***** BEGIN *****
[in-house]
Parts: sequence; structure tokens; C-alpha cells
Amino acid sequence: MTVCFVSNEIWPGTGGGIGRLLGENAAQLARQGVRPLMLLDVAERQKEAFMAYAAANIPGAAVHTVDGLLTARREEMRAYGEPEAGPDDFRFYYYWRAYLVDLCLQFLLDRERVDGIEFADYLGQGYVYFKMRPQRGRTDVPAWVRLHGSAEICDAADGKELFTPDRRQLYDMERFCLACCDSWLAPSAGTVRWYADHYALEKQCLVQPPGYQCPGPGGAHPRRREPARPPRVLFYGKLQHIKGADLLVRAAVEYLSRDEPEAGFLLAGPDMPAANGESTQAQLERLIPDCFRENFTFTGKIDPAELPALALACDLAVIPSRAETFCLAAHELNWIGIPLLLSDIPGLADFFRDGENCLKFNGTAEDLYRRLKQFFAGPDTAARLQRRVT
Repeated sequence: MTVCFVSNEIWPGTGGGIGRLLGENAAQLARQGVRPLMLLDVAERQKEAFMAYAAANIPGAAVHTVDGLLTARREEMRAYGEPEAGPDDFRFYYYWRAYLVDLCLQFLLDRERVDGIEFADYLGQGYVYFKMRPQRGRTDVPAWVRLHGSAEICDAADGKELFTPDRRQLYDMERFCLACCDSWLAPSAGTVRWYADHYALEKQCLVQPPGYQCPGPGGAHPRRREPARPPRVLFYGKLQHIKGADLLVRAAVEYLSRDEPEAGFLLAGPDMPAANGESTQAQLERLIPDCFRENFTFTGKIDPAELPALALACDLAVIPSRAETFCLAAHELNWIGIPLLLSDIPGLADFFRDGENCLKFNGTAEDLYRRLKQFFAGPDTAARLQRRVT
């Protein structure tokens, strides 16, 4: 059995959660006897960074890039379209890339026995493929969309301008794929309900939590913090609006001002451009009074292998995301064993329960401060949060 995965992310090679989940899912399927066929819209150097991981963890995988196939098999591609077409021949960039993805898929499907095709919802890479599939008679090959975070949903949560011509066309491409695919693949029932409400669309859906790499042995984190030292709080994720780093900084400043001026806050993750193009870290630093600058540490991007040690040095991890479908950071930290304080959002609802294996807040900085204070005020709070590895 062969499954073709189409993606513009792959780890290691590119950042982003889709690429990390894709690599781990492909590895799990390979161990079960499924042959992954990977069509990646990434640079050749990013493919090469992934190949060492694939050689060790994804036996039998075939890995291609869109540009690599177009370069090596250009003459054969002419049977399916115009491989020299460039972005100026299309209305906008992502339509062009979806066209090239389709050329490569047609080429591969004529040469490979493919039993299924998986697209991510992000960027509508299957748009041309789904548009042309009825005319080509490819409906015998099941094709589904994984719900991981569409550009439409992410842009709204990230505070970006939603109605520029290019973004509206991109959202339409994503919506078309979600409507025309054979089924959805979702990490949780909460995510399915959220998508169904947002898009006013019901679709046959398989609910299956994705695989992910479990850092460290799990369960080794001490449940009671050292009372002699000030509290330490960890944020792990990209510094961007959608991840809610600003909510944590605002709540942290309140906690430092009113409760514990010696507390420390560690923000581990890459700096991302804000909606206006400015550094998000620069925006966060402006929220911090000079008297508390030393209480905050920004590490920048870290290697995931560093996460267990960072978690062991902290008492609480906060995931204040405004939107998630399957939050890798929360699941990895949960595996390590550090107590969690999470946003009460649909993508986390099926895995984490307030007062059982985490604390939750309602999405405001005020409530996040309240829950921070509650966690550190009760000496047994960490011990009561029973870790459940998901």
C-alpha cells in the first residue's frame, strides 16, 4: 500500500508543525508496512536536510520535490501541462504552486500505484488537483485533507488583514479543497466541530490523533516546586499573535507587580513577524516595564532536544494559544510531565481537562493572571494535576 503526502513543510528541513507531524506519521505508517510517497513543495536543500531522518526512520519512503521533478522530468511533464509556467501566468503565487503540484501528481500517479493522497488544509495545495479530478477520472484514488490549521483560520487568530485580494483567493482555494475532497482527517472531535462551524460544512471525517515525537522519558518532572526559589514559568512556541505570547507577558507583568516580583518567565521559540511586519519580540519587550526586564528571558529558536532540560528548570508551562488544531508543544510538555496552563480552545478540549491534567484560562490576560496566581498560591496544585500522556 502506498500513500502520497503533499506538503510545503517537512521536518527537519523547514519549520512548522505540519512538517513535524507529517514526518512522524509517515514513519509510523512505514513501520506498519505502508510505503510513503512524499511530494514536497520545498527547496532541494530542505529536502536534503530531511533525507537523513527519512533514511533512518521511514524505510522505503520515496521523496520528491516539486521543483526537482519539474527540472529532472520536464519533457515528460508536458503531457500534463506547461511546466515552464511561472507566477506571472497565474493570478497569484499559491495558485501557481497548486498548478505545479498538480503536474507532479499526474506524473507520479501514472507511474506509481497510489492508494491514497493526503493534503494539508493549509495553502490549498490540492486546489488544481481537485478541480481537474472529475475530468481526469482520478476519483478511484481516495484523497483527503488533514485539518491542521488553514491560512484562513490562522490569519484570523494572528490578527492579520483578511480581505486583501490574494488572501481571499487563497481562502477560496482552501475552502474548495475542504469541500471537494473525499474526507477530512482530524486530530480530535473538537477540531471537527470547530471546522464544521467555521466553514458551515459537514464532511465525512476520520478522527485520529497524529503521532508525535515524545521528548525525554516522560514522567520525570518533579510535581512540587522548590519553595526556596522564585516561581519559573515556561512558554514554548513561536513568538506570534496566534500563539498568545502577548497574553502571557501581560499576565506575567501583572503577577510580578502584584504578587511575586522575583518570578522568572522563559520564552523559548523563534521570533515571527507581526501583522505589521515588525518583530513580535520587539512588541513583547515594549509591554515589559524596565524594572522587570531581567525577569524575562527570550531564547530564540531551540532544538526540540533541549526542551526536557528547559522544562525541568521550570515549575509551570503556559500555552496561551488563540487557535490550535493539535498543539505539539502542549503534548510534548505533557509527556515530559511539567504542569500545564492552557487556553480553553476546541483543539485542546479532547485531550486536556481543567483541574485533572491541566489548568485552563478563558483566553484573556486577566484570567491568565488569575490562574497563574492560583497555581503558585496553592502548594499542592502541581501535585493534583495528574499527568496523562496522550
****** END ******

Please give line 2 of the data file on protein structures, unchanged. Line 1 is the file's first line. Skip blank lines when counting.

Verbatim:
Parts: sequence; structure tokens; C-alpha cells